Watercolour study of Cambridgeshire

By , 12/13/2017 10:20 am

Watercolour study by Kenneth Baldwin-Smith depicting a view from Hill Farm, Harston looking towards Haslingfield. Probably a study for a later oil painting. He would regularly sketch local scenes of Cambridgeshire, such as Haslingfield, Shelford, Hauxton and Harston.


Blacksmith’s Little Shelford

By , 12/07/2017 12:26 pm


A print by Kenneth Baldwin-Smith is featured on the Little Shelford History website it depicts the Blacksmith’s workshop and Prince Regent (now Sycamore House) from Church Street, Little Shelford.


Self-Build New Art Studio – part 4

By , 12/06/2017 4:02 pm

I chose to clad the art studio with larch because it is affordable and very long-lasting. However, I was careful to source locally grown larch and also used a local company to machine the cladding and finishing details to order. And as I liked the wood colour I coated all the cladding with Osmo with protects against UV and algae – it is not cheap! I had to use stainless steel nails for fixing – even galvanised nails can react with the larch.

Finally, the studio is watertight:

Art studio with larch cladding

I opted for plywood for internal cladding and got a bit arty colour-washing some panels. From the start I planned to run the electrics through galvanised conduit trunking with matching ceiling roses and boxes. I ran all the wiring and then paid a sparky to wire-up the consumer box and add the circuit to the meter and off course get a certificate. I managed to source enamel light shades that match the yellow colour-wash and galvanised brackets for plywood shelves. And searching online, I found some cheap, easy to clean oil paint off, laminate flooring.


I built units for books, CDs and vinyl and worktop to hold my deck and Sonos system (that is linked to the house).


Pretty much done, the stove is in and I have added a step:


Big thanks to all those who helped me!


Self-Build New Art Studio – part 3

By , 12/06/2017 3:18 pm

I investigated many types of roof finishes but finally decided on a EPDM rubber roofing membrane because it is; hard-wearing, reasonably priced, not to difficult to for a DIYer, works within the height restriction and comes in the size I required. Also, I managed to find a company that supplied the full kit; the rubber, glues and various trims.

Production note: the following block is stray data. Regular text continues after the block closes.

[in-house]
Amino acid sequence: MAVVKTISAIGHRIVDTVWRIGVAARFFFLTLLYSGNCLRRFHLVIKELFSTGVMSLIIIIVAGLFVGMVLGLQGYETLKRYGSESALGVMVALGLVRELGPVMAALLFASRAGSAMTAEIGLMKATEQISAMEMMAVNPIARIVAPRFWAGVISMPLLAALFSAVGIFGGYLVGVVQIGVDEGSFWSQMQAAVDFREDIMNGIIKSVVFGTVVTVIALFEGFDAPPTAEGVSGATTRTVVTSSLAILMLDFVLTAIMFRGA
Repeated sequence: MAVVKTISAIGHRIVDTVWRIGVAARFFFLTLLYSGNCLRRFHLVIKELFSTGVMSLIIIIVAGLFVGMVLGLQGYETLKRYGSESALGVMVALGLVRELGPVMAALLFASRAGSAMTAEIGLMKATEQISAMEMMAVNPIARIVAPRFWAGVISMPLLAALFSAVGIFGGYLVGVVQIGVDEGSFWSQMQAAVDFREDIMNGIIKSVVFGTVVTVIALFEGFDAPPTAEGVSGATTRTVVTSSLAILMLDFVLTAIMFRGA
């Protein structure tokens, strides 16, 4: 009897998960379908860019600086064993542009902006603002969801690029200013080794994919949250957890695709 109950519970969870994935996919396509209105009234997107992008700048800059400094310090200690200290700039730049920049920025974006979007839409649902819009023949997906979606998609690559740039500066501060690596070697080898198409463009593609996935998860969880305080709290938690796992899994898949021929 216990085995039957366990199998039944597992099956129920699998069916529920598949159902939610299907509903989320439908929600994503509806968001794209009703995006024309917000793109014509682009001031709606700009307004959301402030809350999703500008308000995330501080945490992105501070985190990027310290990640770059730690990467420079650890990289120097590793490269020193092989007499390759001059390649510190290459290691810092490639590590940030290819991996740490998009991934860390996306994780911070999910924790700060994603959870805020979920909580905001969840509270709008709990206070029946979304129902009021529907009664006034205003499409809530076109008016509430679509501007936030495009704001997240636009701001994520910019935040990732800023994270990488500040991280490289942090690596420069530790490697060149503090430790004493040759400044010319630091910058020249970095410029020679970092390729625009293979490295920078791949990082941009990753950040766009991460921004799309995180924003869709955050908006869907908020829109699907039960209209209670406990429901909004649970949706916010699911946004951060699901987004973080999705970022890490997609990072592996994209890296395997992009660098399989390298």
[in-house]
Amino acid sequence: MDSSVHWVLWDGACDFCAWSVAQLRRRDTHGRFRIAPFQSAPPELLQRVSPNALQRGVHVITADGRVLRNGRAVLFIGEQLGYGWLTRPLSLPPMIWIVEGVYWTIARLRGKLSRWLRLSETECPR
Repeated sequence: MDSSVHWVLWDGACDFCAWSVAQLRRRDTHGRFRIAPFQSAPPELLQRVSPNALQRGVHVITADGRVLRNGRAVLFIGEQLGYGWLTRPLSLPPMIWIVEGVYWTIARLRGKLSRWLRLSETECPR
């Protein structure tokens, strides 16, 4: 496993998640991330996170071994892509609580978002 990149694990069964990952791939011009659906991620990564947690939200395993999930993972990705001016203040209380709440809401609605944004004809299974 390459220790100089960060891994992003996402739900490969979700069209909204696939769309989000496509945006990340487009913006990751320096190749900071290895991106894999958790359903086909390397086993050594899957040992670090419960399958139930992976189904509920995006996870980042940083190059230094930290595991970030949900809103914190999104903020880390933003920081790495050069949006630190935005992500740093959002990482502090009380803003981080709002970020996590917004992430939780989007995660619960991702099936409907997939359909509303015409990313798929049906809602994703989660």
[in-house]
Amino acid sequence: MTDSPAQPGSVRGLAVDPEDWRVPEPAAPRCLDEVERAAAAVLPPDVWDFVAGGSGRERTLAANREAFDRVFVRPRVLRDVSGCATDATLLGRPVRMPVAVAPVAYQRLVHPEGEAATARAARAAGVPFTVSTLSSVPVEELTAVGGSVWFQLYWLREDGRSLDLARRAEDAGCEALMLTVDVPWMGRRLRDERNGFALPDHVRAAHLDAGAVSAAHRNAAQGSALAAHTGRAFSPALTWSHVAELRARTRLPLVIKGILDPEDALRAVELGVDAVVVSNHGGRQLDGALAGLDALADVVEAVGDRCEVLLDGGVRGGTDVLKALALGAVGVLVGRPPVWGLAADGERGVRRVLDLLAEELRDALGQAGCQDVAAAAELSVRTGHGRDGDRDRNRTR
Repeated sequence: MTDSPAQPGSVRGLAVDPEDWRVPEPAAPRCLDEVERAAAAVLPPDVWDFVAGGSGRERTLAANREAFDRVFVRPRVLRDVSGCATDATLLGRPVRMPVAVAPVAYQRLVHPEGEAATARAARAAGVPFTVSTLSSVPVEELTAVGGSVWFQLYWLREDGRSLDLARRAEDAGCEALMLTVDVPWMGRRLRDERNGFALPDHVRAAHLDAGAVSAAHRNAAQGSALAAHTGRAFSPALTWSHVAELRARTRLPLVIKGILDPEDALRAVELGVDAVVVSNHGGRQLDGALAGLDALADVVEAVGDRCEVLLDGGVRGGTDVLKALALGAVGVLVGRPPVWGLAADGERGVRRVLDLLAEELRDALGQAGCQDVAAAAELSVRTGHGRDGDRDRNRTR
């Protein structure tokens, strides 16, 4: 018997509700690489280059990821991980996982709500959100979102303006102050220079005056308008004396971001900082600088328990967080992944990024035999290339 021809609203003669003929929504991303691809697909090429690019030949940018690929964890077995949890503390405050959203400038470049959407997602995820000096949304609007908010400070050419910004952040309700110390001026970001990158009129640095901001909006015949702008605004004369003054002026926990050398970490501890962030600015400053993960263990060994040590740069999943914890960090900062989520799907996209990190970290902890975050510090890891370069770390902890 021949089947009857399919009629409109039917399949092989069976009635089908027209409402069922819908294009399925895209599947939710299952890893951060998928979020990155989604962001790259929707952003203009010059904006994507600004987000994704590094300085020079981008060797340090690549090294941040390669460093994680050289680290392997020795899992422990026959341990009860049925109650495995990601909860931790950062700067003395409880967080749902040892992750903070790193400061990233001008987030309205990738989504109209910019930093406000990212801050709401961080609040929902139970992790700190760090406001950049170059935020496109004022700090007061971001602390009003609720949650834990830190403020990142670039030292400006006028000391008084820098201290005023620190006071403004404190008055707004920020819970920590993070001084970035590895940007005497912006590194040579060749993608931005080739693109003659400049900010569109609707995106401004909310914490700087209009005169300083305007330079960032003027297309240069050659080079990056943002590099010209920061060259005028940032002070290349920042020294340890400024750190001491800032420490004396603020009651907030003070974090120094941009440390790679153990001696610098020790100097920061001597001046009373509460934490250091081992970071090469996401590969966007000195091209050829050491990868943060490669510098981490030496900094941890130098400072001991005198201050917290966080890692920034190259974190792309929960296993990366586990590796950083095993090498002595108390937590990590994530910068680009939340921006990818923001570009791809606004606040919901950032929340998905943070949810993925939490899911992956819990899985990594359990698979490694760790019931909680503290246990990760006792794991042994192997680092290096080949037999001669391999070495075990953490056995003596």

Below, the roof and trims are done – the rubber just needs trimming off.

Art studio with EPDM roof and trims

Next, the door frame goes in:


And then the vapour barrier is stapled to the walls and ceiling:



Self-Build New Art Studio – part 2

By , 12/06/2017 3:00 pm

Before I started the studio self-build I sat down and worked out what I wanted in the building and how I would position electric sockets. Top of my list was somewhere to store my art materials, also my CD and vinyl collection and a deck to play them on. It had to have good lighting but too many areas to loose heat, so opted for wide patio doors that face north and then lots of sockets so I have the option to switch from mood lighting to daylight bulbs for painting. Another necessity was heating and I set my heart on a log burner – although this would mean a compromise on space.

Another part of the planning consideration was height – it had to be within the permitted height of 2.5m. I spent a lot of time drawing plans on scaled graph paper and double checking material sizes. It was bit of a learning curve and a lot of watching YouTube about various construction techniques.

Images below show the build developing – the sub-floor has gone down and now the walls are going up:

Constructing Art Studio walls

Three of the garden room walls are up

Next, we stapled a breathable membrane to the OSB cladding, then nailed vertical battens to allow airflow (with angle cut to the base of each to direct moisture away) and then it was time to put up the roof joists.


Perhaps the worst job of all was cutting and fitting the insulation – it get everywhere. Below I have insulated the walls and now nail-gunning the roof boards:



Self-Build New Art Studio – part 1